He slugged back more and banged the empty jar on the table. Then he let out a big whistle. Next I know, there’s clattering and thumping and all sorts of racket, and I’ll be-damned if his eight not-so-tiny Canadian Reindeer didn’t come tromping into my living room. They knocked over things and sniffed around. Santy said, “There’s Dasher and Dancer and Prancer and Vixen, Comet and Cupid and Donner and Blitzen.”

And I sang, “But do you re-calll? Where the hell’s the most famous Canadian Reindeeerr of allll?”

Santy just looked at me as if I was stupider than a worm. Then he snapped his fingers and the Canadian Reindeer tromped on out. Now, listen, I know those of you who are still around are thinking, “How come Roger hasn’t woken up with all this noise.” And I’ll answer by saying, “Well, hell if I know. I’m shrugging.” Anyway…

I got another jar and Santy grabbed it right out of my hands and drank it with throat-glubbing sounds to the tune of Deck the Halls. It was pretty cool. I asked, “Hon, how come you and your cousins don’t visit everywhere. Some kids don’t get presents.” I mean, there we were all comfy-cozy sweet, but there was
that problem there. It brought a dark old nasty cloud in the room that wasn’t the Canadian Reindeer’s fault . . . To read the rest, click HERE 

 

 

(Author’s note: I love to read my bio from when that story was published pre-2009- at the time I wasn’t a  Publishing Editor nor was I a published author! kewl! Thanks to VAGABONDAGE PRESS for publishing this silly but fun-to-write story! I will be mostly unplugging for much of the Christmas Holidays until after New Years – y’all have a wonderful season!)

The mystery of kin . . . family in dark and light and in between

I stumbled on this in my archives while searching for something else. It was on the cusp of my 50th birthday, five-ish years ago. Now Daddy is gone. In photographs, the people are disappearing one at a time, and when you stare at the photographs, you do not know who will disappear next. It is a mystery, same as the heart can be. I don’t often re-post, but I’m still away from home – weather in NC and around-about has delayed my returning . . . .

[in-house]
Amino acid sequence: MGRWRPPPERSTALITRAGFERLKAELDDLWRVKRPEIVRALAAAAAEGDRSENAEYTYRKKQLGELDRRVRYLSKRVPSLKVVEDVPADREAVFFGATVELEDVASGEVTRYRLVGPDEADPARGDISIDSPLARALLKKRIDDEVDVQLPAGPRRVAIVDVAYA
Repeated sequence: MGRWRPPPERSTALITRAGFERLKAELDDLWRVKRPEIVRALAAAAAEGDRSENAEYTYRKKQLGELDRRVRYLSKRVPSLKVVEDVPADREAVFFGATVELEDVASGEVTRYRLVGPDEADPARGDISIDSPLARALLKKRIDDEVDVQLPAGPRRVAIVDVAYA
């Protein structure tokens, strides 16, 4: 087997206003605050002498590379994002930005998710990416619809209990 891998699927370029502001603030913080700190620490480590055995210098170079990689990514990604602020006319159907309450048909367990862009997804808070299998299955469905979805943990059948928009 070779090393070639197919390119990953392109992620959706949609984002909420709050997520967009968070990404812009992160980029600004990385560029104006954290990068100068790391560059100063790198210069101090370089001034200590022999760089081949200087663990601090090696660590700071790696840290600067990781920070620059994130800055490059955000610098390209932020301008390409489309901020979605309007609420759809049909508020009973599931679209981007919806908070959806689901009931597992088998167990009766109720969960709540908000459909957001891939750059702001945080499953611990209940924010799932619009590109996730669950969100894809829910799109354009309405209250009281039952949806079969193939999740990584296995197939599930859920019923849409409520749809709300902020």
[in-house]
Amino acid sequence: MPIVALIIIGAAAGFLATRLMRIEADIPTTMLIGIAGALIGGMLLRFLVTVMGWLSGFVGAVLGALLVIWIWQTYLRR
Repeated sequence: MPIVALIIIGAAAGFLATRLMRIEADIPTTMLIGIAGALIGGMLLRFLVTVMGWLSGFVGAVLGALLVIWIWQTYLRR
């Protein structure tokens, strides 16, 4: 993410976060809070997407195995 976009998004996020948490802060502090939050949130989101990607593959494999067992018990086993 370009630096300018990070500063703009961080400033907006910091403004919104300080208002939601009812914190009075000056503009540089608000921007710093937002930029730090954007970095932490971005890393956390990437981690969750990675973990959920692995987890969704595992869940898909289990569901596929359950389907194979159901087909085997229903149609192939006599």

————————————————————————————————–

 

“I don’t belong here, and I’ve had to turn my not belonging into a triumph.” — Lynn Freed

All along the mountain and in the valley and in the corners and nooks and crannies and odd little places no one has ever seen except in passing barefoot while keeping the eye on a future and a past that lurks somewhere around the corner, and in those places were rocks hide small creatures, and in the shaded areas that hold critters great and small, and in those high high tops where hawk flies, and in the low places where the rodents run, in all those places, here and there on the mountain and in the hollers, there hides the secrets and mysteries that make up our families, ourselves.

Dear Readers, my dear ones, do you wonder about the mystery that is your kin? Or have you received the answers you are proud to know, or some that you’d rather not know? Do you remember what you thought and felt and longed for when you were a child? Do you think: Who was that child? What and who made me? Why do I long for the things I can’t have or can’t know?

This me who is Me holds mystery, and as I charge into the exact middle of one-hundred, I look into the corners where the dust lies, look where the cobwebs undulate with my passing, where the tiny cracks in the floor hold specks of dirt that have been tread down and down until the soil is a part of the wood. I look into the dark places, shining a light that can barely penetrate that which does not want to be found.

daddy

And it was while my daddy visited me, when we rocked together on the porch, staring out over the mountains as the creek sang to us, the wind pushed against the trees, the coffee steamed like tiny ghosts from our cups—it was then Daddy told me how my biological momma’s brother, my uncle, had years and years ago killed a man and was sentenced to death row.

I stopped rocking, turned and said, “I had an uncle on death row?”

Daddy nodded. “Your momma and I wrote letters of appeal and those letters got him released.”

I said, “I never knew him. I never knew that.”

He told me what he knew, which isn’t enough. Secrets are buried deep into the West Virginia mountainside.

I want another cup of coffee with Daddy, soon, soon. I want to rock and sip while he tells me stories of relatives from my momma’s side, and I want to cajole from him stories of his own kin, those Tennessee relatives I know very little about. Too many secrets on both sides. Perhaps some are too painful to speak aloud—I can guess from the black and white photographs holding the spirits of people who stare back with haunted eyes—as if uttering memories will make them come alive and wanting and real again, the spirit-words taking the awful shapes of those who would harm and become a full and dense being, a dark and ugly billow of smoky spirit shape.

I insert images of my momma running barefoot in the in the mountain forest, her feet turn black from the West Virginia soil, her skin is brown from the sun, bird-track freckles across her nose, her hair fans out behind her, her mouth stretched in a smile. She runs to catch a glimpse of the wild horses in the valley below, and she aims to capture one, jump astride him, and ride rider ridest!